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The Strathprints institutional repository is a digital archive of University of Strathclyde research outputs.

Strathprints serves world leading Open Access research by the University of Strathclyde, including research by the Strathclyde Institute of Pharmacy and Biomedical Sciences (SIPBS), where research centres such as the Industrial Biotechnology Innovation Centre (IBioIC), the Cancer Research UK Formulation Unit, SeaBioTech and the Centre for Biophotonics are based.

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Large-amplitude cycles of Daphnia and its algal prey in enriched environments

McCauley, E. and Nisbet, R.M. and Murdoch, W.W. and de Roos, A.M. and Gurney, William (1999) Large-amplitude cycles of Daphnia and its algal prey in enriched environments. Nature, 402 (9). pp. 653-657. ISSN 0028-0836

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Abstract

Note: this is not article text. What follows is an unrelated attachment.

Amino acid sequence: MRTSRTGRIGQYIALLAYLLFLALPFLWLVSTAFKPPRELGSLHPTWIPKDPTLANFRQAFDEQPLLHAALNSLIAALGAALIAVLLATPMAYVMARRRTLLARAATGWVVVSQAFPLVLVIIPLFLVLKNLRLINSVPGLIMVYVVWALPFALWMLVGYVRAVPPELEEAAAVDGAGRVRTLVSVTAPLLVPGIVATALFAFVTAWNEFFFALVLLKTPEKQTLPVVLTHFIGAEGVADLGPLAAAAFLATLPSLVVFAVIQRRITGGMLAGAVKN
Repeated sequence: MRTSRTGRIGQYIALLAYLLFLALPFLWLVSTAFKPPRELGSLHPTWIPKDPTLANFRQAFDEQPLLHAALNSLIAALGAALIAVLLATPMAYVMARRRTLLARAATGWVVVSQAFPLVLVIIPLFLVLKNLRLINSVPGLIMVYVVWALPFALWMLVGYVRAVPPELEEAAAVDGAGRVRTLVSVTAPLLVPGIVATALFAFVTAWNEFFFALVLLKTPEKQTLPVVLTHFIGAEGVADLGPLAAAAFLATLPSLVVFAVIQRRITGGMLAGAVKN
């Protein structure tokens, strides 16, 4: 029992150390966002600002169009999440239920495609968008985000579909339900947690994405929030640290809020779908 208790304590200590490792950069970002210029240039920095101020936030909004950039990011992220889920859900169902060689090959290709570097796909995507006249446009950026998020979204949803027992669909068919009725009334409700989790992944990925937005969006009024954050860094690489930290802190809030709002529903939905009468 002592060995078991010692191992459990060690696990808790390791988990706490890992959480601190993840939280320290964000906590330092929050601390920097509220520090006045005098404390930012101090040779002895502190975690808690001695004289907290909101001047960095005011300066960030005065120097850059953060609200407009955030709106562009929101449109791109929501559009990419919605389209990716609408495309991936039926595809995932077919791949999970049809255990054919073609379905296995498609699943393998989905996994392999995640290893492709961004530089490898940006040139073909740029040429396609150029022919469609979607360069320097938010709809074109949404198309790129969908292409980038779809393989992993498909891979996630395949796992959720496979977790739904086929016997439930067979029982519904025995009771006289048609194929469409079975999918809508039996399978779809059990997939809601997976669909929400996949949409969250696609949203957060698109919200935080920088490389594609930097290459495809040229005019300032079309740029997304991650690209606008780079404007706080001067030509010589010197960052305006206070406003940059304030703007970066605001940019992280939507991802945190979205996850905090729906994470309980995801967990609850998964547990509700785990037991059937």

Ecological theory predicts that stable populations should yield to large-amplitude cycles in richer environments1±3. This does not occur in nature. The zooplankton Daphnia and its algal prey in lakes throughout the world illustrate the problem4±6. Experiments show that this system its the theory's assumptions7±9, yet it is not destabilized by enrichment 6. We have tested and rejected four of ive proposed explanations 10. Here, we investigate the fifth mechanism: inedible algae in nutrient-rich lakes suppress cycles by reducing nutrients available to edible algae. We found three novel results in nutrient-rich microcosms from which inedible algae were excluded. First, as predicted by theory, some Daphniaedible algal systems now display large-amplitude predator-prey cycles. Second, in the same environment, other populations are stable, showing only small-amplitude demographic cycles. Stability is induced when Daphnia diverts energy from the immediate production of young. Third, the system exhibits coexisting attractors -a stable equilibrium and large-amplitude cycle. We describe a mechanism that flips the system between these two states.